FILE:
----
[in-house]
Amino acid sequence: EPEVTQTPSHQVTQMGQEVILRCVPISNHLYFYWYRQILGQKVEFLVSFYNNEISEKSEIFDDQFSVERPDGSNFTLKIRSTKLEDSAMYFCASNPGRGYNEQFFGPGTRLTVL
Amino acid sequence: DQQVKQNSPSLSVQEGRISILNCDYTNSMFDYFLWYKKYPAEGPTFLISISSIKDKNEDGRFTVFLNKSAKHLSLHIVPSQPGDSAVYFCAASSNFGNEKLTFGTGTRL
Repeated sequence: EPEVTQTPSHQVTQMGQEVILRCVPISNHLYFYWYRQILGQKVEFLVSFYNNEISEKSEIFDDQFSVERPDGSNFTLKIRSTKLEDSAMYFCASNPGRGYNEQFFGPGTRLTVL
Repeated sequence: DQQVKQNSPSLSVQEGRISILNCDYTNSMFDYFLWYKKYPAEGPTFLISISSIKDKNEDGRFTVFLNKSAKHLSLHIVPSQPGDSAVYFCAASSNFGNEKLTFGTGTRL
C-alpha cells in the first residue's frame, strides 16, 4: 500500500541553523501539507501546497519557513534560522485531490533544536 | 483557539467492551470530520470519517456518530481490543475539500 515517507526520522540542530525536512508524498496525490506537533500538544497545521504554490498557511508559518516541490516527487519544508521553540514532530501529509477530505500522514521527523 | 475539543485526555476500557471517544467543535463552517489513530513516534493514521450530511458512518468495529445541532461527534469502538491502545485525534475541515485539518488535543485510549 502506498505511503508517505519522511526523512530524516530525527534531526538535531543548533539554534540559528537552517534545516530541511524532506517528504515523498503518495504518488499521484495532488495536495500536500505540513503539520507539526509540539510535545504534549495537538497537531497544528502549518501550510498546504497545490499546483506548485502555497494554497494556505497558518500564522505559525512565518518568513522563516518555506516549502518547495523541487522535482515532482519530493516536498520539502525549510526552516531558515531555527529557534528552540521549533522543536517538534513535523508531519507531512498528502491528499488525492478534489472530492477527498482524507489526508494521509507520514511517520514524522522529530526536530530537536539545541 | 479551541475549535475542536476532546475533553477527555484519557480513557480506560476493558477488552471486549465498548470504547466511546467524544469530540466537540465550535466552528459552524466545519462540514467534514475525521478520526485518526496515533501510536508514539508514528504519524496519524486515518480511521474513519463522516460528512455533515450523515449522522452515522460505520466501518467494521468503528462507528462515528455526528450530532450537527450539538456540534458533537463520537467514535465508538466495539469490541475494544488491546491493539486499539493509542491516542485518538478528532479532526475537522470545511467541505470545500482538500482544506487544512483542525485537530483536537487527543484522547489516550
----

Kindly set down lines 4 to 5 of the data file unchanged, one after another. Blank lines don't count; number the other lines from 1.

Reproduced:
Repeated sequence: EPEVTQTPSHQVTQMGQEVILRCVPISNHLYFYWYRQILGQKVEFLVSFYNNEISEKSEIFDDQFSVERPDGSNFTLKIRSTKLEDSAMYFCASNPGRGYNEQFFGPGTRLTVL
Repeated sequence: DQQVKQNSPSLSVQEGRISILNCDYTNSMFDYFLWYKKYPAEGPTFLISISSIKDKNEDGRFTVFLNKSAKHLSLHIVPSQPGDSAVYFCAASSNFGNEKLTFGTGTRL